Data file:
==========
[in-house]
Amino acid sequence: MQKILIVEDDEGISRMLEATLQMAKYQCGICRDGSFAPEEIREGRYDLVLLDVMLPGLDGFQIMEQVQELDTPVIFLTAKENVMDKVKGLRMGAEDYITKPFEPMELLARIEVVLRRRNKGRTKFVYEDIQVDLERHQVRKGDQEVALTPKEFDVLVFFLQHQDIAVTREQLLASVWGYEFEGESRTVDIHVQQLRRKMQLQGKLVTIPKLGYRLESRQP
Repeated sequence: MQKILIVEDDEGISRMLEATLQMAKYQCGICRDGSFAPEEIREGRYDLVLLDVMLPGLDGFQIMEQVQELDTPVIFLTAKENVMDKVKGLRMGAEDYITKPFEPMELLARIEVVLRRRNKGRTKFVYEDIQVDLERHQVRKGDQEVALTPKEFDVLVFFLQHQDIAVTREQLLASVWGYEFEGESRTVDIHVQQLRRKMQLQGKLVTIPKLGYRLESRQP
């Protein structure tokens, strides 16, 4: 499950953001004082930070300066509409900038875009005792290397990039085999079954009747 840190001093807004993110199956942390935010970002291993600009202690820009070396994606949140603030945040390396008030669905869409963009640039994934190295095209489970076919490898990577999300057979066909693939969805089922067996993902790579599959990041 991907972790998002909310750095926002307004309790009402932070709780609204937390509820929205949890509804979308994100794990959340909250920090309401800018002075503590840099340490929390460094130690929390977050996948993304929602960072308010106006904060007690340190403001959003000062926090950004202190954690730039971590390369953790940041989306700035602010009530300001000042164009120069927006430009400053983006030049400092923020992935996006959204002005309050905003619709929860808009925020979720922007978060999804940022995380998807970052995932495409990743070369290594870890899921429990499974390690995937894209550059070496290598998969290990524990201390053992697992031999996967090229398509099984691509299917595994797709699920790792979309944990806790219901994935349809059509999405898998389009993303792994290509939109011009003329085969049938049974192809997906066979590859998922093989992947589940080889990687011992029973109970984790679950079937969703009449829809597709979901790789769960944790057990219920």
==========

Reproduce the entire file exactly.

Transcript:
[in-house]
Amino acid sequence: MQKILIVEDDEGISRMLEATLQMAKYQCGICRDGSFAPEEIREGRYDLVLLDVMLPGLDGFQIMEQVQELDTPVIFLTAKENVMDKVKGLRMGAEDYITKPFEPMELLARIEVVLRRRNKGRTKFVYEDIQVDLERHQVRKGDQEVALTPKEFDVLVFFLQHQDIAVTREQLLASVWGYEFEGESRTVDIHVQQLRRKMQLQGKLVTIPKLGYRLESRQP
Repeated sequence: MQKILIVEDDEGISRMLEATLQMAKYQCGICRDGSFAPEEIREGRYDLVLLDVMLPGLDGFQIMEQVQELDTPVIFLTAKENVMDKVKGLRMGAEDYITKPFEPMELLARIEVVLRRRNKGRTKFVYEDIQVDLERHQVRKGDQEVALTPKEFDVLVFFLQHQDIAVTREQLLASVWGYEFEGESRTVDIHVQQLRRKMQLQGKLVTIPKLGYRLESRQP
């Protein structure tokens, strides 16, 4: 499950953001004082930070300066509409900038875009005792290397990039085999079954009747 840190001093807004993110199956942390935010970002291993600009202690820009070396994606949140603030945040390396008030669905869409963009640039994934190295095209489970076919490898990577999300057979066909693939969805089922067996993902790579599959990041 991907972790998002909310750095926002307004309790009402932070709780609204937390509820929205949890509804979308994100794990959340909250920090309401800018002075503590840099340490929390460094130690929390977050996948993304929602960072308010106006904060007690340190403001959003000062926090950004202190954690730039971590390369953790940041989306700035602010009530300001000042164009120069927006430009400053983006030049400092923020992935996006959204002005309050905003619709929860808009925020979720922007978060999804940022995380998807970052995932495409990743070369290594870890899921429990499974390690995937894209550059070496290598998969290990524990201390053992697992031999996967090229398509099984691509299917595994797709699920790792979309944990806790219901994935349809059509999405898998389009993303792994290509939109011009003329085969049938049974192809997906066979590859998922093989992947589940080889990687011992029973109970984790679950079937969703009449829809597709979901790789769960944790057990219920």